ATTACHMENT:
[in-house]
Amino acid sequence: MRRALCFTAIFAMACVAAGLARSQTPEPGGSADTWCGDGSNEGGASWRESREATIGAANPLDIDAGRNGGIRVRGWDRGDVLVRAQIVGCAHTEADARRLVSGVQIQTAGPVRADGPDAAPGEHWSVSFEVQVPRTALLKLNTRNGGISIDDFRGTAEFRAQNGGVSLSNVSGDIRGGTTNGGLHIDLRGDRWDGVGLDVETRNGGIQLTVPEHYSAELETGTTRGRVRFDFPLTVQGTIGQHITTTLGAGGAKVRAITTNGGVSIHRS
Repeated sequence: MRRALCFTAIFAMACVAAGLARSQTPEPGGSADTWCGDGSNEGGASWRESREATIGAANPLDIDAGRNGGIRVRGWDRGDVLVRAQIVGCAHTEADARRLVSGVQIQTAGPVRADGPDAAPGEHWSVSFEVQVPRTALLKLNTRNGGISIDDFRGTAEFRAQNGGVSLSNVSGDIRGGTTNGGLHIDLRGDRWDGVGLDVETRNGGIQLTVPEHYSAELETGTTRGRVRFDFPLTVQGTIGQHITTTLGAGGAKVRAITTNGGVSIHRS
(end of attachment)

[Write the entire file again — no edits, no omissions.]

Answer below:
[in-house]
Amino acid sequence: MRRALCFTAIFAMACVAAGLARSQTPEPGGSADTWCGDGSNEGGASWRESREATIGAANPLDIDAGRNGGIRVRGWDRGDVLVRAQIVGCAHTEADARRLVSGVQIQTAGPVRADGPDAAPGEHWSVSFEVQVPRTALLKLNTRNGGISIDDFRGTAEFRAQNGGVSLSNVSGDIRGGTTNGGLHIDLRGDRWDGVGLDVETRNGGIQLTVPEHYSAELETGTTRGRVRFDFPLTVQGTIGQHITTTLGAGGAKVRAITTNGGVSIHRS
Repeated sequence: MRRALCFTAIFAMACVAAGLARSQTPEPGGSADTWCGDGSNEGGASWRESREATIGAANPLDIDAGRNGGIRVRGWDRGDVLVRAQIVGCAHTEADARRLVSGVQIQTAGPVRADGPDAAPGEHWSVSFEVQVPRTALLKLNTRNGGISIDDFRGTAEFRAQNGGVSLSNVSGDIRGGTTNGGLHIDLRGDRWDGVGLDVETRNGGIQLTVPEHYSAELETGTTRGRVRFDFPLTVQGTIGQHITTTLGAGGAKVRAITTNGGVSIHRS